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Download A Long-Shadowed Grief: Suicide and Its Aftermath eBook

by Harold Ivan Smith

Download A Long-Shadowed Grief: Suicide and Its Aftermath eBook
ISBN:
1561012815
Author:
Harold Ivan Smith
Category:
Death & Grief
Language:
English
Publisher:
Cowley Publications (January 25, 2007)
Pages:
176 pages
EPUB book:
1721 kb
FB2 book:
1454 kb
DJVU:
1350 kb
Other formats
txt doc lrf lrf
Rating:
4.7
Votes:
683


A Long-Shadowed Grief book. In the aftermath of suicide, friends and family face a long road of grief and reflection.

A Long-Shadowed Grief book. He asks how one may live a spiritual life as a survivor, and he addresses the way faith is permanently altered by the residue of stigma that attaches to suicide.

In the aftermath of suicide, friends and family face a long road of grief and reflection. He asks how one may live a spiritual life as a survivor, and he addresses the way faith is permanently altered by "the residue of stigma" that attaches to suicide.

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com's Harold Ivan Smith Author Page. A Long-Shadowed Grief: Suicide and Its Aftermath Jan 25, 2007. by Harold Ivan Smith. Only 7 left in stock (more on the way).

A Long-Shadowed Grief. To read this book, upload an EPUB or FB2 file to Bookmate.

Read "A Long-Shadowed Grief Suicide and Its Aftermath" by Harold Ivan Smith . A Long-Shadowed Grief. Suicide and Its Aftermath. Harold Ivan Smith is the author of many books on dying, death, and grieving. Religion & Spirituality Nonfiction. A former funeral director, he is a member of the Association for Death Education and Counseling, and leads seminars on grief and spirituality throughout the world

A Norton professional book. Bibliography: p. 291-308.

A Norton professional book.

In the aftermath of suicide, friends and family face a long road of grief and reflection. With a sympathetic eye and a firm hand, Harold Ivan Smith searches for the place of the spirit in the wake of suicide. He asks how one may live a spiritual life as a survivor, and he addresses the way faith is permanently altered by “the residue of stigma” that attaches to suicide.
  • Pedar
I read this over the month following my son's suicide. Very relateable. Grief must still be felt but I enjoyed the book.
  • Malodred
I really appreciated many of the author's insights, and I especially appreciated that the message wasn't an oversimplified, "Jesus will make everything right, so be happy" message. Although much of the book has a religious message, there are definitely thoughts and suggestions that would help anyone who is a survivor of another's suicide.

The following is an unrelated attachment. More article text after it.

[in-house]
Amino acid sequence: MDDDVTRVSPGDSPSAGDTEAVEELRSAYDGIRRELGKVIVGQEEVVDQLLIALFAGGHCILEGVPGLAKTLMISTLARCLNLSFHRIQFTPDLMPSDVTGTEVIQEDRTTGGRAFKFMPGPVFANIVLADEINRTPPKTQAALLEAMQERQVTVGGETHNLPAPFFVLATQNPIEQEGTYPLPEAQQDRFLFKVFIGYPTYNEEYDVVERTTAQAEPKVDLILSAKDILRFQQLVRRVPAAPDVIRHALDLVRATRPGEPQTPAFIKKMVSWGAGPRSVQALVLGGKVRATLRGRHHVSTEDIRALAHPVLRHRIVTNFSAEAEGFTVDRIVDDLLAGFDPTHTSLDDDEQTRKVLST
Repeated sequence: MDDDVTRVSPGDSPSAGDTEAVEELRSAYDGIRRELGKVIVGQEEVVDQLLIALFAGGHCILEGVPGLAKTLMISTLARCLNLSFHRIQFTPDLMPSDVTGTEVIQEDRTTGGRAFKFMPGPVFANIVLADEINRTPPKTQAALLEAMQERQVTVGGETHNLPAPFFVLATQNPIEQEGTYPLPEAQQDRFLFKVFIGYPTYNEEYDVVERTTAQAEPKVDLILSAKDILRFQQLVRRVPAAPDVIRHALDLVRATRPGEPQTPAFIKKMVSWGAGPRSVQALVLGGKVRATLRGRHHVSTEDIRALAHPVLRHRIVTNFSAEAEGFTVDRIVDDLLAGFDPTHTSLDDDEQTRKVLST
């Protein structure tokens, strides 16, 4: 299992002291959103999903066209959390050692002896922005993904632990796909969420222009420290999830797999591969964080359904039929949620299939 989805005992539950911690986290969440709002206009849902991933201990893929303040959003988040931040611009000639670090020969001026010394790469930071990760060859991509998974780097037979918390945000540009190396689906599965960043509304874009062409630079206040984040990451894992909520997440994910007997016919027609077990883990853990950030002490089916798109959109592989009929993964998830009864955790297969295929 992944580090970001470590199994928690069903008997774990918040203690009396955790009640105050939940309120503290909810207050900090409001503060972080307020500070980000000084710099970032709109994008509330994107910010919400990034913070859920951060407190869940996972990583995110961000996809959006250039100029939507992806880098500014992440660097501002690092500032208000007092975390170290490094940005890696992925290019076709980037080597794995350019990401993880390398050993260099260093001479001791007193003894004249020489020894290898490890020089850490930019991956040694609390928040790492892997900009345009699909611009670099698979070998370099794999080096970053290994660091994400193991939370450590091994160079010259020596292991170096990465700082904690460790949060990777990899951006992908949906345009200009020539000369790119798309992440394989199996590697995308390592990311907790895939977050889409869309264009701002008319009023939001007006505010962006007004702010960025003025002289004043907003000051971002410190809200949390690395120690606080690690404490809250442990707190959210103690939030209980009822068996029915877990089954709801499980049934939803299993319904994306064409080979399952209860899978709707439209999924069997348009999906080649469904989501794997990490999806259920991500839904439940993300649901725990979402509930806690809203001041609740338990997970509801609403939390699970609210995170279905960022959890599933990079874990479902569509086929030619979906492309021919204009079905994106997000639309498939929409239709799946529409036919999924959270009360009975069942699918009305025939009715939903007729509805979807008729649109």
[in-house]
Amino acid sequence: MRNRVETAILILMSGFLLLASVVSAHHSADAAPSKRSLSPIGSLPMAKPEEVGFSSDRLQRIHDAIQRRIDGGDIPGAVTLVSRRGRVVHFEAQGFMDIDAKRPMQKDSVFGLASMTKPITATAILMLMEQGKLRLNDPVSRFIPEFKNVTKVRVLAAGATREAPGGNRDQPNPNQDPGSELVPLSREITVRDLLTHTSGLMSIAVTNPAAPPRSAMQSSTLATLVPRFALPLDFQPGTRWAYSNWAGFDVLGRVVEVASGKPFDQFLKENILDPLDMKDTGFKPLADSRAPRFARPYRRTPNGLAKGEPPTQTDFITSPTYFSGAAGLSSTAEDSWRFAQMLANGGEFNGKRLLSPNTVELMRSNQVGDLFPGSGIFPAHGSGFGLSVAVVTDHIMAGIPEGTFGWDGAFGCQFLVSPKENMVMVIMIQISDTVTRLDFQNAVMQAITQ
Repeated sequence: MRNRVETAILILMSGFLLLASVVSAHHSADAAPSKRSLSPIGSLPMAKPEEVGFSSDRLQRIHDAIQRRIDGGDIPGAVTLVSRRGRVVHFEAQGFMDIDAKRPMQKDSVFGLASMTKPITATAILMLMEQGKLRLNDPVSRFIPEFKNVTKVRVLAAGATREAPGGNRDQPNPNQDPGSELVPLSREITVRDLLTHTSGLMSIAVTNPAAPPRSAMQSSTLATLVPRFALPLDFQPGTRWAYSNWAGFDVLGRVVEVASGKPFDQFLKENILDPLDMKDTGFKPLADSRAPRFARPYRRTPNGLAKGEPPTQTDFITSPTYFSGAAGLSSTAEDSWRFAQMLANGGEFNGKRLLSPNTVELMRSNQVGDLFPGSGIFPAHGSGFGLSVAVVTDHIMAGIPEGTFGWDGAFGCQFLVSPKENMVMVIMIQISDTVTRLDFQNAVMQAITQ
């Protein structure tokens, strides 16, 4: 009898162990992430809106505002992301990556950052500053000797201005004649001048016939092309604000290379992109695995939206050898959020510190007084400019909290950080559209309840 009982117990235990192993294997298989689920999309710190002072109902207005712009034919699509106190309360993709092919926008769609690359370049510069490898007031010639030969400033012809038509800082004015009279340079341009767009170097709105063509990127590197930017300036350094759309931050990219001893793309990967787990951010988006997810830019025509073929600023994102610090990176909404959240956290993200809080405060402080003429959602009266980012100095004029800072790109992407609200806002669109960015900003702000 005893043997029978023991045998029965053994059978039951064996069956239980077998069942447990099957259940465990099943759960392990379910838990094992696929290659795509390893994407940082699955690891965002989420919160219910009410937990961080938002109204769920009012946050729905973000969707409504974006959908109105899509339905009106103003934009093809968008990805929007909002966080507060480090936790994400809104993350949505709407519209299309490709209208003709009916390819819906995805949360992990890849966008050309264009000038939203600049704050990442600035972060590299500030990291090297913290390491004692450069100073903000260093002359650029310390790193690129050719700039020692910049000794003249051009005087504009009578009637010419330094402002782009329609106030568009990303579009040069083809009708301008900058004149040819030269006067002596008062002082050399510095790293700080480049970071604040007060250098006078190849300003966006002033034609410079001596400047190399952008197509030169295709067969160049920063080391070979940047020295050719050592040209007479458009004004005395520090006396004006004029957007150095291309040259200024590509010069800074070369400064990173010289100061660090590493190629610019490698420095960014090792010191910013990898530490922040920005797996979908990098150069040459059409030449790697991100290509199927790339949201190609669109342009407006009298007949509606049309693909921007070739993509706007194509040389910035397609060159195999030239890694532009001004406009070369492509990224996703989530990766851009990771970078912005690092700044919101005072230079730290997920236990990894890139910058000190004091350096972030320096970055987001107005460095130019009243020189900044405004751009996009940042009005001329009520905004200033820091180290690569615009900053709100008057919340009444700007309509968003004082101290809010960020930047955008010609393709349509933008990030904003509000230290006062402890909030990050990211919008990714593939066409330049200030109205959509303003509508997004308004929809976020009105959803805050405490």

• Sudert
Lacking scientific information. Religiosity limits audience outreach. Very good at relating to suicide survivors and emotionally engaging. Three more words required.
  • Felhalar
Our son passed away from suicide. I have read many books looking for answers to gain a peace about this place we continue to be in. This is the best book we have read. It is written by a survivor of suicide who lost someone dear to them. I highly recommended this book. If you buy one book buy this one. It will change your life. The author insights are rewarding. We have several in our support group reading it and they are experiencing that same peace we are. After reading it once, I go back to it often.
  • lubov
Harold Ivan Smith is a gifted author, speaker, and clinician. He is able to treat the most difficult of subjects with deep compassion.
  • Saithinin
This book is in great condition. Great price. Not exactly what I was needing, but still a good read. thanks
  • Paxondano
Author Smith has written many books on dying, death and grieving (as a former funeral director) and leads seminars on grief and spirituality. His cousin committed suicide (or suicided, as he terms it)--so he is also a "survivor" of suicide--those left behind. In the past few years, people dear to me had young people suicide.

Every 16.5 minutes there is a suicide (86.7 in the U.S. every day--a million in the world every year), and Smith writes about the days, months, years and even generations the "whys" of suicide affect a family. Often families deny the "truth" of the suicide because of suicide's stigma to those left.

He writes of famous people suiciding (Katherine Graham's and Joan River's husbands, and many famous children) and of average people who come to help of others going through what they have and are still experiencing.

Smith writes about survivors not being able to pray in the "dark despair of the spiritual night. Vance Havner is quoted: "If you can't pray as you want, pray as you can. God knows what you need." Prayer cannot lesson the pain but it can change the survivor.

"Even though I walk through the valley of death," (Psalm 23:4) the author asks survivors to reflect on the word "through"--as on a journey, not staying in one place. "I will fear no evil, for you are with me." (v.4).

Many survivors say suicide grief is like no other grief. For example, the insinuations from people about your parenting (if it was your child)--and he recommends you not allow those kinds of people around you.

The stats on page 17 were sobering. So much about suicide centers on youth (1,000 on college campus suicide each year), but the 65+ age group has the most suicides.

Although 90 percent of people who suicide are mentally ill, there is no "suicide gene," but depression, manic depression, schizophrenia and alcoholism (mood disorders) have a strong genetic base.

Armchair Interviews says: Even if you have not been affected by suicide, the book will give you more compassion and empathy toward others--well worth your reading time.